I'm betting the Pillsbury Bake-Off folks are mighty anxious in the face of the many flights being canceled by American Airlines. More than a quarter-million people have been affected in just the past few days as federal regulators step up their inspections of aircraft electrical systems. Dallas, where the Bake-Off action begins tomorrow at the Fairmont Hotel, has been hit by the double whammy of violent storms in the past few days. Dallas is also a major American Airlines hub.

I'm flying Continental, which I consider to be the best among all the airlines. I'd like to hope they've kept up their required inspections, but there are no guarantees they won't be the next to have flights grounded.

I've got a call in now to the Bake-Off headquarters to see if there's a Plan B. Since they are flying in 100 contenders and probably half that many food writers, I'm guessing they've thought of almost everything.

The actual cooking competition is Monday when 100 men and women from all over the country step up to the compact kitchens they've been assigned and begin preparing their recipes. So Bake-Off organizers have a time cushion to work with. But the Saturday and Sunday festivities for the 100 finalists are a big part of the treat for becoming a finalist.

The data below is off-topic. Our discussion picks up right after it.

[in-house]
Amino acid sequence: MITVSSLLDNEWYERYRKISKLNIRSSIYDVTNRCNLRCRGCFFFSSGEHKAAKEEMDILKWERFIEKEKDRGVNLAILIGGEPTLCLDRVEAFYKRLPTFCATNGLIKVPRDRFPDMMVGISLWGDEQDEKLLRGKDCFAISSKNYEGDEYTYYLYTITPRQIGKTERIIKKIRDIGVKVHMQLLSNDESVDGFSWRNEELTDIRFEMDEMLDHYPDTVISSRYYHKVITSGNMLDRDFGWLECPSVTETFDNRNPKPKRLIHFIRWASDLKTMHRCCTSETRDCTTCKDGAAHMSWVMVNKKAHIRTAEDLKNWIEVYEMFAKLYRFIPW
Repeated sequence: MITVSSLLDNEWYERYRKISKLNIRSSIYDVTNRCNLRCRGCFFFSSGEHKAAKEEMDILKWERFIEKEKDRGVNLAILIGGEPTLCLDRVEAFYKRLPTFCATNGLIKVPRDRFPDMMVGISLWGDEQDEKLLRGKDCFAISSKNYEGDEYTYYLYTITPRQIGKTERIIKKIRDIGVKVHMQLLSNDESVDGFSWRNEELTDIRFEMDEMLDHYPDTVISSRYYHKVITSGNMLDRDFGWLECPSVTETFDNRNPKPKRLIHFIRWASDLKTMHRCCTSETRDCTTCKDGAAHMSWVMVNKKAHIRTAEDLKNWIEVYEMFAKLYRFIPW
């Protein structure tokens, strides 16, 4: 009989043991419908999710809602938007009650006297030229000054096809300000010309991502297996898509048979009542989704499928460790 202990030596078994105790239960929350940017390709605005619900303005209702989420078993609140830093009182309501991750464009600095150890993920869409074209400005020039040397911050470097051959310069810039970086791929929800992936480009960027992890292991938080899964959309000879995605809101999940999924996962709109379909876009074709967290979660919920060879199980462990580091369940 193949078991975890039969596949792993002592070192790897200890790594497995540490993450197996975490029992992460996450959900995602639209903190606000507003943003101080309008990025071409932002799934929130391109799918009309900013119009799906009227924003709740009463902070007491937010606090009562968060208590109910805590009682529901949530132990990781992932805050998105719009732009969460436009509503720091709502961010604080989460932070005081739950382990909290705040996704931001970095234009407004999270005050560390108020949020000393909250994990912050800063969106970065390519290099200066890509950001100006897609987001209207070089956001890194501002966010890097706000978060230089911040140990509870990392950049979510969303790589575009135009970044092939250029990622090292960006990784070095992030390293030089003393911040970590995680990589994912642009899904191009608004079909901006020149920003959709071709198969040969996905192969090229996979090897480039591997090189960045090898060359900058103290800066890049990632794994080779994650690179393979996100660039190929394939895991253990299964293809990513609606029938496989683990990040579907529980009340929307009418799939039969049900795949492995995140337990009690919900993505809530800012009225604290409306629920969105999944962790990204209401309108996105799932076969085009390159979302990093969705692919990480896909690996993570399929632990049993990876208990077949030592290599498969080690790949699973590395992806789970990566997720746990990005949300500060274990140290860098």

For nearly 60 years, the Bake-Off contest has revealed what's hot in the nation's kitchens. It's given food lovers everywhere a glimpse of how American cooks and eats these days. I think our local contender, Linda Bibbo of Bainbridge Township, has a very good chance at winning the $1 million first prize. But I've looked through the just-published Bake-Off cookbook, which has all the recipes for this year's finalists, and can tell you all of them are very good.

Wednesday, April 9, 2008

Bake- Off bound

In just a few days I'll be headed to the 43rd Pillsbury Bake-Off in Dallas where I will watch as the 100 contest finalists prepare the dishes that won them the right to be there. To help me prepare, the Bake-Off folks have sent me a map of individual kitchens where each cook will work. We're most interested in Linda Bibbo of Bainbridge Township who will be at Range 19,near the end of one of three rows of identically configured kitchens. The Tennessee woman at Range 20 next to her will be making Mexican Stuffed Pepper Biscuit Tostadas. To my thinking, there's hardly a dish more different than Bibbo's Caramel Latte Crunch Cups. I am imagining the different scents that will fill that large room at the Fairmont Dallas Hotel headquarters for this year's contest.
Until 1980, the Bake-Off took place every year, but since then it's been held every two years. I was there 10 years ago in 1998 when a Salsa Couscous Chicken dish took the top award in Orlando.
Ill be taking a direct flight to the big D on Continental, a boy am I glad it's not American which is based there. They've cancelled flights right and left this week as they get their aircraft checked and up to speed mechanically.